Left untreated, however, cholera can kill quickly following the onset of symptoms. ” Water management is critical. While routine preaching about use of safe water persists, the reality is that millions of Zambians lack access to clean water. It is advisable to boil water, and avoid ice blocks that could have been made with water from doubtful sources. The cholera bacteria are known to survive the freezing process. Food needs to be cooked properly and human waste disposed in ways that would not contaminate water sources. The good, old benefits of washing hands after using toilets are still important to curtail the spread of cholera and other diseases.
    The Zambian government, in view of cholera cases in Lusaka and Ndola should ask themselves how they spend the millions of Kwachas that is budget for health annually. It is a shame that in the 21st Century, hundreds of our people die from preventable causes while the government tallies the numbers and gleefully announce the statistics.

  2. Rasco

    Government response is quite poor and the main reason is that currently government coffers are dry. Money is being reserved for up coming campaigns. Bring back LUNGU into power again, WHO CARES??????????? Niziko lanyoko.

  3. mailon

    I was listening to a radio program yesterday where a member of the community was complaining that they fail to adhere to simple tips like washing hands after eating because they cant even afford soap.That is PF for you who say “ifintu ni Lungu”.


    If the local authority they are saying that stop selling food staff on the street of Lusaka because the food u are eating they are contaminated with deases which calls cholera…LoOk u ldiots u should collect garbeges clean drainages accases of clean water & good healthy facilities…..Look u ldiots gabwe district has no cholera case were life is below nomal life like in some of this compounds…….so are u telling me in gabwe district the should stop selling food staff in street of gabwe if there is ONE…street there…LCC u pipo should identify areas like chaisa, garden comp, Goerge comp,misisi comp, chibolya comp, kanyama comp, bauleni comp, and etc.so work on this areas….told seat behind the desk and buyser panging on the companies chairs rubbish vingolo muma office fullu vimacondoms muma ceilling boards rubbish. .. there this ka calls him self cephas muchaisa chaisa its finished come in kabs ….. good fresh air roads…no cholera …..clean your houses councils we give u chlorine….idiolts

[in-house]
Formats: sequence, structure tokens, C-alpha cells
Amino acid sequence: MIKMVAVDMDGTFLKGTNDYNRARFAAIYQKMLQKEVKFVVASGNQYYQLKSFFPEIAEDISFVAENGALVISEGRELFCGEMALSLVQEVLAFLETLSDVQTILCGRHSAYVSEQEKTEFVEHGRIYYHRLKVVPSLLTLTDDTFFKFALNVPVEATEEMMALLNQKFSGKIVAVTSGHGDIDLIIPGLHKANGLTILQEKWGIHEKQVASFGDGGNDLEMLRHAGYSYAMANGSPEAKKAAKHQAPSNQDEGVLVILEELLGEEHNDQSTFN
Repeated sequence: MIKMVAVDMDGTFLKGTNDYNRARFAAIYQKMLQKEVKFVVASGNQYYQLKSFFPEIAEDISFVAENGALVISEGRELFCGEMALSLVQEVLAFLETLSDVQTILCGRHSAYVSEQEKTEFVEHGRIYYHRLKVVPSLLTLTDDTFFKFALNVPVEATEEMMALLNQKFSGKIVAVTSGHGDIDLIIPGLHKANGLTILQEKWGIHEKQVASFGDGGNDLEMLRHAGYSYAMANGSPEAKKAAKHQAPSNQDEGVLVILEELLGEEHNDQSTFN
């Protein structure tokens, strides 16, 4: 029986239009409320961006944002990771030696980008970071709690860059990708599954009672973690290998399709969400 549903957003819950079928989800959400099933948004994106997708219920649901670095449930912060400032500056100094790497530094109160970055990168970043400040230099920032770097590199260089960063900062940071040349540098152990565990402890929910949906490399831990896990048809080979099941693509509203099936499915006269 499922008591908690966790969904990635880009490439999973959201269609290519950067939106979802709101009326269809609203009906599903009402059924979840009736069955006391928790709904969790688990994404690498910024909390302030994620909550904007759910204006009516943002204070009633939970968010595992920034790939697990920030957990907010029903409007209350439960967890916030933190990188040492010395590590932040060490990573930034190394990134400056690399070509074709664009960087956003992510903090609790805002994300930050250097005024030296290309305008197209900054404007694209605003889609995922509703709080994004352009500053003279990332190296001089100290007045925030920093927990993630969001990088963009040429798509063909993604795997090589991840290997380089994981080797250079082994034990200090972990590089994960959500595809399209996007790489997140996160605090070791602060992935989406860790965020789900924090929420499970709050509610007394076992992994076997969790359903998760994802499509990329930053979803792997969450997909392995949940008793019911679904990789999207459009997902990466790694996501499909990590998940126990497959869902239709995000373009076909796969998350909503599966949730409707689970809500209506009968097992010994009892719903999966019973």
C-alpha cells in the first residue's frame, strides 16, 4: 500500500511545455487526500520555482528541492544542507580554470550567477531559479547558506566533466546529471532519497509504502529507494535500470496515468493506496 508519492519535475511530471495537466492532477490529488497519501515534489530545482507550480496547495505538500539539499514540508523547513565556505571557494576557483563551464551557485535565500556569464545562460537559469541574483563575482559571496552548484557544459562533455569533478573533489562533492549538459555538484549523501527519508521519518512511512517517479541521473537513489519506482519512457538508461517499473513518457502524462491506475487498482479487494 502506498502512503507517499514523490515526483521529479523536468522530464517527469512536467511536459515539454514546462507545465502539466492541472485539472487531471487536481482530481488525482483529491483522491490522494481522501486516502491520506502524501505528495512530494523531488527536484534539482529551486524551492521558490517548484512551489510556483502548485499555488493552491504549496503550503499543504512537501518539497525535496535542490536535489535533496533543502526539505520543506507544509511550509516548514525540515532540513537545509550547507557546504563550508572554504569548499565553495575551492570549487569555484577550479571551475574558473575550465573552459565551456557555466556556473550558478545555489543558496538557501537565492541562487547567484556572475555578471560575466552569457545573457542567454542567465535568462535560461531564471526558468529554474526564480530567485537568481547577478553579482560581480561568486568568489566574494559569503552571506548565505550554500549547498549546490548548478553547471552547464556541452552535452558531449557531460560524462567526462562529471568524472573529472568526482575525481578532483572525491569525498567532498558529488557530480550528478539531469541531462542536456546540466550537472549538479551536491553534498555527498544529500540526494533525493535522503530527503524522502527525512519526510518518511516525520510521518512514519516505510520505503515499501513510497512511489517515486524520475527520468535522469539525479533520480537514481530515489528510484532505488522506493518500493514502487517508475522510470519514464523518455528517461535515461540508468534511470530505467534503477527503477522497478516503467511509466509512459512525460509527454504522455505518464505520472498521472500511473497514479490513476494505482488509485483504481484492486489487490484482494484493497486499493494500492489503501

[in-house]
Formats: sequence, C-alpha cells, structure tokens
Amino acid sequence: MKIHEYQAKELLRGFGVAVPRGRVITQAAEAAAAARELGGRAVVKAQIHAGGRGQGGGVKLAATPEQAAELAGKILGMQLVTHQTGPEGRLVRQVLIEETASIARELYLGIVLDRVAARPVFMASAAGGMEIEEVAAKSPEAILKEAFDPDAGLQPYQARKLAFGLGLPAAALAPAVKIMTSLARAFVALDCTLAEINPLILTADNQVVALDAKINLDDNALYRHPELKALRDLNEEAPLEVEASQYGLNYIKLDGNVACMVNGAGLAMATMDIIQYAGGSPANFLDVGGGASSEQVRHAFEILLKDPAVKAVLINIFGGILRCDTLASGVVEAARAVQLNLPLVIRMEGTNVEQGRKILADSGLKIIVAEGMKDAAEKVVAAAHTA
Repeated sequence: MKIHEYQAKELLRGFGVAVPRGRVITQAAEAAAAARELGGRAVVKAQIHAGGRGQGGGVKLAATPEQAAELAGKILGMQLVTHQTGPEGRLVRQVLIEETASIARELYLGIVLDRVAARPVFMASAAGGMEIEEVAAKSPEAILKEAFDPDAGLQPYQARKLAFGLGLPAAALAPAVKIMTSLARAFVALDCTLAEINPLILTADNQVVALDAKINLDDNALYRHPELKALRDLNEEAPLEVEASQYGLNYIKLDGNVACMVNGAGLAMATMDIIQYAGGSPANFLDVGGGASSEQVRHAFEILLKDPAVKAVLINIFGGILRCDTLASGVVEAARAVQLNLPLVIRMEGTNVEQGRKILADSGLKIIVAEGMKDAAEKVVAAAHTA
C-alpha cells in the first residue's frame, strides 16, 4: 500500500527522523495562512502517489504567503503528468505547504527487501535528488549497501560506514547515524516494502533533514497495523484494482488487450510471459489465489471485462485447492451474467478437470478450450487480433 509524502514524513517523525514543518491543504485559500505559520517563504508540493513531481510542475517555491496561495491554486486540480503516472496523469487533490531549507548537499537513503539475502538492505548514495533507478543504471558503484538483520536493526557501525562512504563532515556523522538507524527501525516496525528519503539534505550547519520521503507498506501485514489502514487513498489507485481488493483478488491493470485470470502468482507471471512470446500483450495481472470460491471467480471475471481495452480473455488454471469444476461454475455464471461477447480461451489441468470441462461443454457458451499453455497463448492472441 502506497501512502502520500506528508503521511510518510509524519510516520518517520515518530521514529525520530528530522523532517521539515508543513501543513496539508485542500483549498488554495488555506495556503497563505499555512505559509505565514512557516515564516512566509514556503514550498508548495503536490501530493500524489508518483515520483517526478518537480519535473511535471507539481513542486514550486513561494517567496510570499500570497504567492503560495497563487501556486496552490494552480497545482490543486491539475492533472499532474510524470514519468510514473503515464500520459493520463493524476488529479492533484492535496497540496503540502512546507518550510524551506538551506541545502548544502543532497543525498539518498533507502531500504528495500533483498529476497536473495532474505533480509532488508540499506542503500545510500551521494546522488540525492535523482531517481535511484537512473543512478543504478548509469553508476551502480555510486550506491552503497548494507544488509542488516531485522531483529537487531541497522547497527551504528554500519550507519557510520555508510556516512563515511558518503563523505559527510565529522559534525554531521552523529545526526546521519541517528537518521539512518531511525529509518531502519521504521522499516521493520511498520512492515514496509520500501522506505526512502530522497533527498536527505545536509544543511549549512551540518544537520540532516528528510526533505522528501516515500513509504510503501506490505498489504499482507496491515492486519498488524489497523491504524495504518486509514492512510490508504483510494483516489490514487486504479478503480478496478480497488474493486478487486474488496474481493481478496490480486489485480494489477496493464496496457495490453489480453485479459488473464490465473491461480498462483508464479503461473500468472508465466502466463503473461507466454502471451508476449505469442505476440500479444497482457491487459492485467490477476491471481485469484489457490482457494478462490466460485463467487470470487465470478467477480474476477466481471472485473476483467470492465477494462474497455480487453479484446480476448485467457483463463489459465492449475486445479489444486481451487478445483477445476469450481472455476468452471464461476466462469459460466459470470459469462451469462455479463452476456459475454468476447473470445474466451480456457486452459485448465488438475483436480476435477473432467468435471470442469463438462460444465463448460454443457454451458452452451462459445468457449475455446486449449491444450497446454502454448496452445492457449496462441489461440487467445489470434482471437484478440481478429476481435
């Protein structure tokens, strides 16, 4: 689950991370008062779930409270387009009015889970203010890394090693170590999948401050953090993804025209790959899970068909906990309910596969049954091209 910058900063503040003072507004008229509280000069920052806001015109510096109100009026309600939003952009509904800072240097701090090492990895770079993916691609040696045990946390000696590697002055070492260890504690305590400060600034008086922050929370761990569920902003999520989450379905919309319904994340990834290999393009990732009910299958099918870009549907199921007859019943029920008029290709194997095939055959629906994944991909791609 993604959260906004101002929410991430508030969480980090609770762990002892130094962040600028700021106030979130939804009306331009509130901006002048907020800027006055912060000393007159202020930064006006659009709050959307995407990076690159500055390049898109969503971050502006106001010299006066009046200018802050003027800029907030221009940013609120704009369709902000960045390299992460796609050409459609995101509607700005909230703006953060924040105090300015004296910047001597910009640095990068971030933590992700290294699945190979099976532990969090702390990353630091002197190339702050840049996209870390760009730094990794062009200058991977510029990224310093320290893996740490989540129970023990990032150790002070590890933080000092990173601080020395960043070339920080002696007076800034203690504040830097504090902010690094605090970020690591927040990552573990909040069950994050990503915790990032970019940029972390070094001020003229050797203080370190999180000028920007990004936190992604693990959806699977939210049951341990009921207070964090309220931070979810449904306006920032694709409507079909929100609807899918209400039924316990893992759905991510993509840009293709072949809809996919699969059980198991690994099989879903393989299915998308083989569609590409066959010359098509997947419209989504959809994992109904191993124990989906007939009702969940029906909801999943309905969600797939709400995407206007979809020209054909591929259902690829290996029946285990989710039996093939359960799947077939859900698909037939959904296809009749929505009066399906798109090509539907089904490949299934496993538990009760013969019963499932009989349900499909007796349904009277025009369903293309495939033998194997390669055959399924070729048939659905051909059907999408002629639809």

5. Timothy

    too bad.

  6. sichengi

    Comment lets not blame prrsident lungu on everything washing of hands nd eating warm food is manageable really.atleast there are massages of sensitisation in some radio stations lets try to follo them.we have a role to play, government also hs a role to play.sad tho for those who hav been affected